As a result of the peace process, a new Sudanese government was established for a transitional period of six years, as well as a new National Assembly, where the NCP government got 52 percent of the representatives, SPLM 28 percent; the others were divided between opposition parties. SPLM was assigned to the office of Vice President, who accrued to SPLM’s head John Garang; Omar al-Bashir continued as president. Before the new government was deployed, Garang died in a helicopter crash on July 30, 2005, and was succeeded by Salva Kiir Mayardit. In the South Sudanese government, according to the peace agreement, the SPLM was allocated 70 percent of the seats, and the NCP 10 percent; the other 20 percent was distributed to other parties in the south. The distribution of power at the state level was also regulated. Special regulations applied to the states of South Kordofan, the Blue Nile and the Abyei region, which are outside what is defined as South Sudan, but which are politically and culturally closely related to this region.
Under the peace agreement, forces from the Sudanese army were to withdraw from South Sudan, and a united defense was being built, in parallel with a reduction in the number of soldiers on both sides; a UN-sponsored disarmament program involving 180,000 soldiers was launched in 2009. At the same time, the SPLM retained – and strengthened – its military branch SPLA as the state’s own defense, and both sides prepared. A serious ceasefire breach took place in November 2006, when fighting broke out between the SPLA and the government-backed militia at the city of Malakal. The peace agreement underwent a new critical phase when the SPLM departed from the central government in October-December 2007 as the party felt that the peace agreement was not complied with, partly because government soldiers from the north were not pulled out of the oil fields in the south. Peace was further under pressure as a result of fighting over Abyei in May 2008.United Nations Interim Security Force in Abyei (UNIFSA).
Based on the peace agreement, the UN Security Council in 2005 decided to establish a military force to monitor the peace agreement, the United Nations Mission in the Sudan, with participation from Norway as well. Prior to this, a political mission, the United Nations Advance Mission in the Sudan (UNAMIS), was established in 2004 to prepare the military effort. In the same year, UNAMIS extended its mandate to include tasks related to the conflict in Darfur. Norwegian diplomat Tom Vraalsen was appointed by the President of Sudan in 2005 to lead an international peace commission in Sudan tasked with overseeing the peace agreement for South Sudan, and following developments in Darfur. The Vraalsen was followed in 2008 by Derek Plumbly from the UK.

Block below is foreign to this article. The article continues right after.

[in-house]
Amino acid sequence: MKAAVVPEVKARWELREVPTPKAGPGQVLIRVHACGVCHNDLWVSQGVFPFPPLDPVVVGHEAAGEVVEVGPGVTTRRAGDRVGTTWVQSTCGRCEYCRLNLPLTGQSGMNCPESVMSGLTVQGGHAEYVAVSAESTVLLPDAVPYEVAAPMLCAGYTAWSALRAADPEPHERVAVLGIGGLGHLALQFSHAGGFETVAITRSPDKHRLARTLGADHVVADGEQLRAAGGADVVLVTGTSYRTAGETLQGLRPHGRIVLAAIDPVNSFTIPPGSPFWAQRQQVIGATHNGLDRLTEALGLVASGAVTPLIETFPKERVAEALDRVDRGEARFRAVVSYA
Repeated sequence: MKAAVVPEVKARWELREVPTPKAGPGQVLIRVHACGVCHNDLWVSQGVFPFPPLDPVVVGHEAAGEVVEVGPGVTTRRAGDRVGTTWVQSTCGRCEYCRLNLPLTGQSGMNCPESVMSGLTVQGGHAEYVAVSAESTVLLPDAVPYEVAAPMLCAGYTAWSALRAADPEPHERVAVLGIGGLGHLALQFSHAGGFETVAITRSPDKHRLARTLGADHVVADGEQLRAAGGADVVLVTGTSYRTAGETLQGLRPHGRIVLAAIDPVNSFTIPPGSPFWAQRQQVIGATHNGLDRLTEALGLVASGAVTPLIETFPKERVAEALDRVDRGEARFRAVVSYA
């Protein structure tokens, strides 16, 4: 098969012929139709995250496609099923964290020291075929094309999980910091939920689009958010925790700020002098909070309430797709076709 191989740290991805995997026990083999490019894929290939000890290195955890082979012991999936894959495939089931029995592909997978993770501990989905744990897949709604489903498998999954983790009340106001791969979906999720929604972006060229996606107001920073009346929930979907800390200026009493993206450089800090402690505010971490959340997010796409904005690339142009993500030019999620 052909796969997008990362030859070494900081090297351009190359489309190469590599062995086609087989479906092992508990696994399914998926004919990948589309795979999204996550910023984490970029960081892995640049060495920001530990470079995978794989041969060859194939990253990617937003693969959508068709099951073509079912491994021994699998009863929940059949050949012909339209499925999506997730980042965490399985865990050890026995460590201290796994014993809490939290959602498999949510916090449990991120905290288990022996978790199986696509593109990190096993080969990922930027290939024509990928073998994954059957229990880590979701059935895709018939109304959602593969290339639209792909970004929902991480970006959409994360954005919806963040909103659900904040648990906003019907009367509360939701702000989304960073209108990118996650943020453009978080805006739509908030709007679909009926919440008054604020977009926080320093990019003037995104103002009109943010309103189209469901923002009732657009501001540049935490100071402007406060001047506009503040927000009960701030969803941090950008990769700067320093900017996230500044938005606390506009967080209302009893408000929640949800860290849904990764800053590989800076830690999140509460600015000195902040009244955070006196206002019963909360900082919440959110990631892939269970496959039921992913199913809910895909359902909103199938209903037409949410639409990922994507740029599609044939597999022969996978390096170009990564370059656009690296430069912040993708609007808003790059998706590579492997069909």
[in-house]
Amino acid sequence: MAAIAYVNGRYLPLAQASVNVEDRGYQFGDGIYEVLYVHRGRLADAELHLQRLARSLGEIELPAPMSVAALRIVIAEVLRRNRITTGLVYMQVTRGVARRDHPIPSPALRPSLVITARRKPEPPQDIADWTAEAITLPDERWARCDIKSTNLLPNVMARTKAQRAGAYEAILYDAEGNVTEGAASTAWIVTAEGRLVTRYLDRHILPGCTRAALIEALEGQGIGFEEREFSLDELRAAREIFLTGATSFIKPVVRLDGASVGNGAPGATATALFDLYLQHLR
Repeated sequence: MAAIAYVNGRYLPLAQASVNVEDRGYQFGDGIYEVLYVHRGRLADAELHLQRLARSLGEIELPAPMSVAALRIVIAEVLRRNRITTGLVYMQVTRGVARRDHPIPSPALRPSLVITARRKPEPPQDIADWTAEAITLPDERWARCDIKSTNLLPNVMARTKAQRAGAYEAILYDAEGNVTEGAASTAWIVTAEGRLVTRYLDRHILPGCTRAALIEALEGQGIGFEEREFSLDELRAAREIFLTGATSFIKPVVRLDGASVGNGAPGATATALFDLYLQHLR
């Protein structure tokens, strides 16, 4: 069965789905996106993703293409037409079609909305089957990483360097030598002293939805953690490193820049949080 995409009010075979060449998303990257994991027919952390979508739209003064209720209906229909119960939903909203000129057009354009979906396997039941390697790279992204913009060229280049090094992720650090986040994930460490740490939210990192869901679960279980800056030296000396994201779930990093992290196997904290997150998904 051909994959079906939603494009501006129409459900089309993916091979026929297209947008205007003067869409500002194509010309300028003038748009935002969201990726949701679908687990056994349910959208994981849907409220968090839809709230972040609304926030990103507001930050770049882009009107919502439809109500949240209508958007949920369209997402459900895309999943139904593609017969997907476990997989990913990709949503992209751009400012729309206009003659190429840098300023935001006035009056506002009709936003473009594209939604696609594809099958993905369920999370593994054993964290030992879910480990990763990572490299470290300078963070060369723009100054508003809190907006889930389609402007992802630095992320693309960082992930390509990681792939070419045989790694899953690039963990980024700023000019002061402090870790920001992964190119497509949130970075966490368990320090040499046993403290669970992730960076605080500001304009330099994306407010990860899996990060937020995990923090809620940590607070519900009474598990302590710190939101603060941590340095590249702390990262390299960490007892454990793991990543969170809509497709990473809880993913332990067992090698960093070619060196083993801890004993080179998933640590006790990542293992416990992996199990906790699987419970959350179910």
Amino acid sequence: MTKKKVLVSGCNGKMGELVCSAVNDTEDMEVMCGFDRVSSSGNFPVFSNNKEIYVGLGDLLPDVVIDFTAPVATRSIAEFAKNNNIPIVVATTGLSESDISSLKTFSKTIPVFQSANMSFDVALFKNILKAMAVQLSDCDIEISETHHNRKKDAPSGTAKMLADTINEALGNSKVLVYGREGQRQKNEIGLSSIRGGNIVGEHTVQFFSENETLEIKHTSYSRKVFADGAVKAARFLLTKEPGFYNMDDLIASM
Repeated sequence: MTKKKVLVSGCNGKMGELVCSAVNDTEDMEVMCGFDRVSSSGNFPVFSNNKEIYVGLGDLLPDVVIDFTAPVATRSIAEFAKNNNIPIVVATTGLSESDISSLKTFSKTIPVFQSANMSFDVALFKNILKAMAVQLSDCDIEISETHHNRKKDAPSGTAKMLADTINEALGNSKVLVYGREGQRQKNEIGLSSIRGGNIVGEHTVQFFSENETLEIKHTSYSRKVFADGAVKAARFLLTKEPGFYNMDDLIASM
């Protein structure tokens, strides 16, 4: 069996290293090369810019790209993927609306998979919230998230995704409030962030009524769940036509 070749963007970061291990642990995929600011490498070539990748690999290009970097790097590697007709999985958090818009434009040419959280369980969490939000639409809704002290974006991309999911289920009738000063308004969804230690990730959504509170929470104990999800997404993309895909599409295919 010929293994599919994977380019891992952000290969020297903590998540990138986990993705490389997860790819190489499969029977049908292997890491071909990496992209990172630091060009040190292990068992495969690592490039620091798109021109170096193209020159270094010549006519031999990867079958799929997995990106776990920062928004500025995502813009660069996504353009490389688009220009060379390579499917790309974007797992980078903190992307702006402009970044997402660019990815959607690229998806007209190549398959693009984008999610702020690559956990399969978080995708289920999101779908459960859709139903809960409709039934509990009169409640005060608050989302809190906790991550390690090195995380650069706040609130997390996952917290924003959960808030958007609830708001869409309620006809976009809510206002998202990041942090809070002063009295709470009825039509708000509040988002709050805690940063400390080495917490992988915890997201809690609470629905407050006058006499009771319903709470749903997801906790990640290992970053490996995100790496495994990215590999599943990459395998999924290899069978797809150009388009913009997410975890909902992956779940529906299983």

In line with the ceasefire agreement, a referendum on the future of South Sudan was held on February 7, 2011, with 98.8 percent voting for secession. South Sudan then became an independent state on July 9, 2011. Sudan accepted the vote and approved the release. The relationship between the two states equally brought some tension, underlined by the South Sudanese government interrupting talks with Sudan in March, and accused the government of planning a coup in the south. After independence, several unresolved issues remain, including border demarcation and the future of Abyei; the latter situation was further militarized in the summer of 2011 after Sudanese forces took over the area, and a separate UN force, the United Nations Interim Security Force in Abyei(UNISFA), was inserted. The situation in Abyei is a potential source of conflict between the two Sudan states. In June 2011, the parties agreed to establish a demilitarized zone of ten kilometers depth on each side of the border line, established after mediation by the African Union, led by South Africa’s former President Thabo Mbeki. Several economic issues were also unresolved, including the distribution of oil revenues and debt, as well as issues of citizenship in Sudan and South Sudan, respectively. At the split, an estimated one-fourth of the old state’s total population ended up in South Sudan, which accounts for about one-third of the total land area. Up to 80 percent of the known oil deposits are found in South Sudan.